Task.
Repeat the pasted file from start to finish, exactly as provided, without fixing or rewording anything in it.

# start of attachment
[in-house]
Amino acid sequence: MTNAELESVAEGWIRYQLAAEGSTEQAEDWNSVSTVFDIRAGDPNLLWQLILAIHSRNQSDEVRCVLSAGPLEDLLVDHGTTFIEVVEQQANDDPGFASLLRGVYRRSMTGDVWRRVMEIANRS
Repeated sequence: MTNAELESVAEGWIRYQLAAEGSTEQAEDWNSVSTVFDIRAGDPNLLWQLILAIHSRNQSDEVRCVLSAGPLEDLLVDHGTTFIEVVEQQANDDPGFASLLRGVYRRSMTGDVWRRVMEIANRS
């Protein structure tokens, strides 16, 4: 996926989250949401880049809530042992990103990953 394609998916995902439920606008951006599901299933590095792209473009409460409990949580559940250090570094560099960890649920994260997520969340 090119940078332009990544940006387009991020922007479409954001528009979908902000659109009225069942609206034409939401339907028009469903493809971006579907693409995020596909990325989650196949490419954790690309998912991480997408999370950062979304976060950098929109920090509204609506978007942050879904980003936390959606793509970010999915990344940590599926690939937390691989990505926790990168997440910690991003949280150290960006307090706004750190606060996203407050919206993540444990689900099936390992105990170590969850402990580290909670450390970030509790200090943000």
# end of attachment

[in-house]
Amino acid sequence: MTNAELESVAEGWIRYQLAAEGSTEQAEDWNSVSTVFDIRAGDPNLLWQLILAIHSRNQSDEVRCVLSAGPLEDLLVDHGTTFIEVVEQQANDDPGFASLLRGVYRRSMTGDVWRRVMEIANRS
Repeated sequence: MTNAELESVAEGWIRYQLAAEGSTEQAEDWNSVSTVFDIRAGDPNLLWQLILAIHSRNQSDEVRCVLSAGPLEDLLVDHGTTFIEVVEQQANDDPGFASLLRGVYRRSMTGDVWRRVMEIANRS
């Protein structure tokens, strides 16, 4: 996926989250949401880049809530042992990103990953 394609998916995902439920606008951006599901299933590095792209473009409460409990949580559940250090570094560099960890649920994260997520969340 090119940078332009990544940006387009991020922007479409954001528009979908902000659109009225069942609206034409939401339907028009469903493809971006579907693409995020596909990325989650196949490419954790690309998912991480997408999370950062979304976060950098929109920090509204609506978007942050879904980003936390959606793509970010999915990344940590599926690939937390691989990505926790990168997440910690991003949280150290960006307090706004750190606060996203407050919206993540444990689900099936390992105990170590969850402990580290909670450390970030509790200090943000």